- Preschooler Crying And Whining? Why Kids Behave Differently At Home And In School
- Your Kid’s Health Measles May Cause 'Immune Amnesia' And Put Kids At Risk Of Catching Other Infections
- Beauty Hairfall Solutions Na Subok Na Ng Mga Nanay
- Real Parenting 'My Baby Won't Remember Some Of The Best Years Of Her Life. But I Will'
Join the next Smart Parenting Giveaway and get a chance to win exciting prizes!Join Now
How You Protect Your Child When You Stop Using Cutesy Words for His Private PartsYou’re not doing him any good by calling his private parts a “pee-pee.”by Kate Borbon .
Before a baby turns 1 year old, parents try to teach their kids different things, like words, colors, shapes, and names. But what about the words for private parts or genitalia? We think it is a sensitive topic and not appropriate for their age, so we don’t discuss it, or we give it other names.
Why children should be taught the proper names for their private parts
We often have “cute” terms for private parts that we likely got from our parents whose moms and dads probably thought it is best to talk to kids this way. According to experts, however, doing so can cause a child more harm than good.
Not using the proper name of a private part signals to a child there is something to be ashamed of
Experts agree that when parents, caregivers, and educators use cutesy language like “pee-pee” (for the male genitalia), “flower” (for the female genitalia), and “boobies” (for breasts) signal a sense of discomfort and even shame about those private parts.ADVERTISEMENT - CONTINUE READING BELOW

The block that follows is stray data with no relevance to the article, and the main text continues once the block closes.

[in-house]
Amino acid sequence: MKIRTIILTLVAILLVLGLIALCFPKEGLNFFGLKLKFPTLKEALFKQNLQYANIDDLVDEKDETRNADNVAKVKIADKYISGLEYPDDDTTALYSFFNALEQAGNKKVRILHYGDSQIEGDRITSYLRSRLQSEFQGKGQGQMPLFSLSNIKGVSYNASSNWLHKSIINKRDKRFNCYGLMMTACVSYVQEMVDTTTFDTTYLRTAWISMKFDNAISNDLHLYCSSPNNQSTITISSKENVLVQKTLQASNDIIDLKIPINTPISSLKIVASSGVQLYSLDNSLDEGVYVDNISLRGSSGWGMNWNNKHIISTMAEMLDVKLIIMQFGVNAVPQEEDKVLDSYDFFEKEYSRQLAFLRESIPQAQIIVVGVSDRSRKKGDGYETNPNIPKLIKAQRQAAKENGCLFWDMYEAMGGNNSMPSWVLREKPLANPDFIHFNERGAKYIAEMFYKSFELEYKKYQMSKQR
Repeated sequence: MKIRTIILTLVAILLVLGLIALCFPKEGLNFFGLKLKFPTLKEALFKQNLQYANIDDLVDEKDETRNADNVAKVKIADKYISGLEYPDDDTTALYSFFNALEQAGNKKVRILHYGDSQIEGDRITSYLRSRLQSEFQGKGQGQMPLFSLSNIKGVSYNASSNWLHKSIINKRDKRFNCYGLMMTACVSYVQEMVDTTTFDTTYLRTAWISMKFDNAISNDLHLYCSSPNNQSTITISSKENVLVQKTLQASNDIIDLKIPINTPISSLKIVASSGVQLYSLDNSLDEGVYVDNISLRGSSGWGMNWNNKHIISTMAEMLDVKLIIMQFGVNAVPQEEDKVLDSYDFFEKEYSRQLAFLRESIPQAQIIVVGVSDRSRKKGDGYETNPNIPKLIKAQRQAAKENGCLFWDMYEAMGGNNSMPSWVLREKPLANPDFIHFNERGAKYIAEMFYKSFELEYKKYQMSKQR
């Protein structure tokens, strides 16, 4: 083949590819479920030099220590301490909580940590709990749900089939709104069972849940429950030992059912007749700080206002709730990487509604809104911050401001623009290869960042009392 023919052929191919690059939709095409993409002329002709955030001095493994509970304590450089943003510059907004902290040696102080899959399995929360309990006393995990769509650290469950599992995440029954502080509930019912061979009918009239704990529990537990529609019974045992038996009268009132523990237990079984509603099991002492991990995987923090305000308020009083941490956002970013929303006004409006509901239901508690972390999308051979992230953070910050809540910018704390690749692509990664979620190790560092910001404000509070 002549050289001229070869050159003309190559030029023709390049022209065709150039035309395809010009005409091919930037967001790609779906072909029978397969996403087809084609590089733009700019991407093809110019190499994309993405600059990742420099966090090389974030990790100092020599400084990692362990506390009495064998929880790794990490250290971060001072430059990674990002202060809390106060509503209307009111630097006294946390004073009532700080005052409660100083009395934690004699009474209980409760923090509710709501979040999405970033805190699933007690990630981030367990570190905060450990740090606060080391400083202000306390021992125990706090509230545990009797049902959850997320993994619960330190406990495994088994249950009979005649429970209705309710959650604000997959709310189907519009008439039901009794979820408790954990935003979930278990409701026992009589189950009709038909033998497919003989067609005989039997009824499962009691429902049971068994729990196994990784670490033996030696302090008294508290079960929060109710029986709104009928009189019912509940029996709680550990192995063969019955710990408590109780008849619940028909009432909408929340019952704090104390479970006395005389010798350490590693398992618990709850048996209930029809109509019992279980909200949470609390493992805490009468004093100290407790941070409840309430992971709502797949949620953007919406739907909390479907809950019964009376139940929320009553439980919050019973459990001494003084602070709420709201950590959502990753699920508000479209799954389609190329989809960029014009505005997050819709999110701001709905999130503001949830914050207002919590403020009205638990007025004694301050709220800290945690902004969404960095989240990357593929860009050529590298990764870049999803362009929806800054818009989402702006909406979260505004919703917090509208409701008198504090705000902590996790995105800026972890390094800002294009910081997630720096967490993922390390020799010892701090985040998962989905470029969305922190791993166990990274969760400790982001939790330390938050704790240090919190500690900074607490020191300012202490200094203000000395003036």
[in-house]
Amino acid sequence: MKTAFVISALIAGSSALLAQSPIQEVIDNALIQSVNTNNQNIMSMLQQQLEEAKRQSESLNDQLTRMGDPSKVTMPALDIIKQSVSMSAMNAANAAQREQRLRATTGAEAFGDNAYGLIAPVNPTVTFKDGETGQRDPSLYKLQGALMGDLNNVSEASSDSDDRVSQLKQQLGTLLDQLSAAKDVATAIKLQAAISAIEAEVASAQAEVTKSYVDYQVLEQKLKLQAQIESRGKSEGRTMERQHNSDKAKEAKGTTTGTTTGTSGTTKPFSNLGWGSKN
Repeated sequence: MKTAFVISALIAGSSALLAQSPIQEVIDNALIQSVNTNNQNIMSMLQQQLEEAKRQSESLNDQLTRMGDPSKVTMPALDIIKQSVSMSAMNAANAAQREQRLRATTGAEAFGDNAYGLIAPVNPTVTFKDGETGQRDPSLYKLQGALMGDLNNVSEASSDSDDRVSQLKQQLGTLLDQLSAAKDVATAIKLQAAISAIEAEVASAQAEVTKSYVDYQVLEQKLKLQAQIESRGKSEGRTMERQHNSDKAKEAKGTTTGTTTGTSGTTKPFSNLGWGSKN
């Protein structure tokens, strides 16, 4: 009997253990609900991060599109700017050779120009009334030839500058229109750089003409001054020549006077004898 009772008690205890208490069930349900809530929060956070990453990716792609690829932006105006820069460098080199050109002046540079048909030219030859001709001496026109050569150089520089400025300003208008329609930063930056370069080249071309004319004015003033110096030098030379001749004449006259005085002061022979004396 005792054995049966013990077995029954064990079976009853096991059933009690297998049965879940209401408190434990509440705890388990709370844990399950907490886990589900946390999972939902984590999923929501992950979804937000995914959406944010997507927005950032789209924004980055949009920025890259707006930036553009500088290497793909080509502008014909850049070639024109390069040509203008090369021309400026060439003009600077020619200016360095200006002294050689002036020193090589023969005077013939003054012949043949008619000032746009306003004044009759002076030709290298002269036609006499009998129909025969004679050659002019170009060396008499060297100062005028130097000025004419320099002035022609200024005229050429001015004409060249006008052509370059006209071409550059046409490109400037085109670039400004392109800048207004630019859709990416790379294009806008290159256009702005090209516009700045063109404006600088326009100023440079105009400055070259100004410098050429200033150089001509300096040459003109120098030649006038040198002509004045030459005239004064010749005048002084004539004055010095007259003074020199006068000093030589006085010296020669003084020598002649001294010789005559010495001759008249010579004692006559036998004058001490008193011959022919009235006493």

“We sometimes give nicknames for body parts — like ‘piggies’ and ‘noggin.’ But, just like we also teach children those parts are actually called ‘toes’ and ‘head,’ they need to know real private-part terms as well,” Lydia M. Bowers, a sex educator, tells HuffPost. “If we’re using cutesy names because we’re embarrassed or ashamed to say the actual terms, we’re perpetuating the idea that some body parts are dirty, bad or shameful.”
However, when children are taught from a young age how to refer to their private parts appropriately, they can discuss them openly and gain a deeper understanding of their bodies.
As the American Academy of Pediatrics (AAP) writes, “In early childhood, parents can teach their children the name of the genitals, just as they teach their child names of other body parts. This teaches that the genitals, while private, are not so private that you can’t talk about them.”ADVERTISEMENT - CONTINUE READING BELOW
Saying or talking about a private part like you would any part of the body encourages kids to talk about their needs
When a child knows the proper names of his genitalia, he can speak to his parents if he encounters pain or itchiness in those areas, or if he undergoes specific changes, especially during the puberty stage.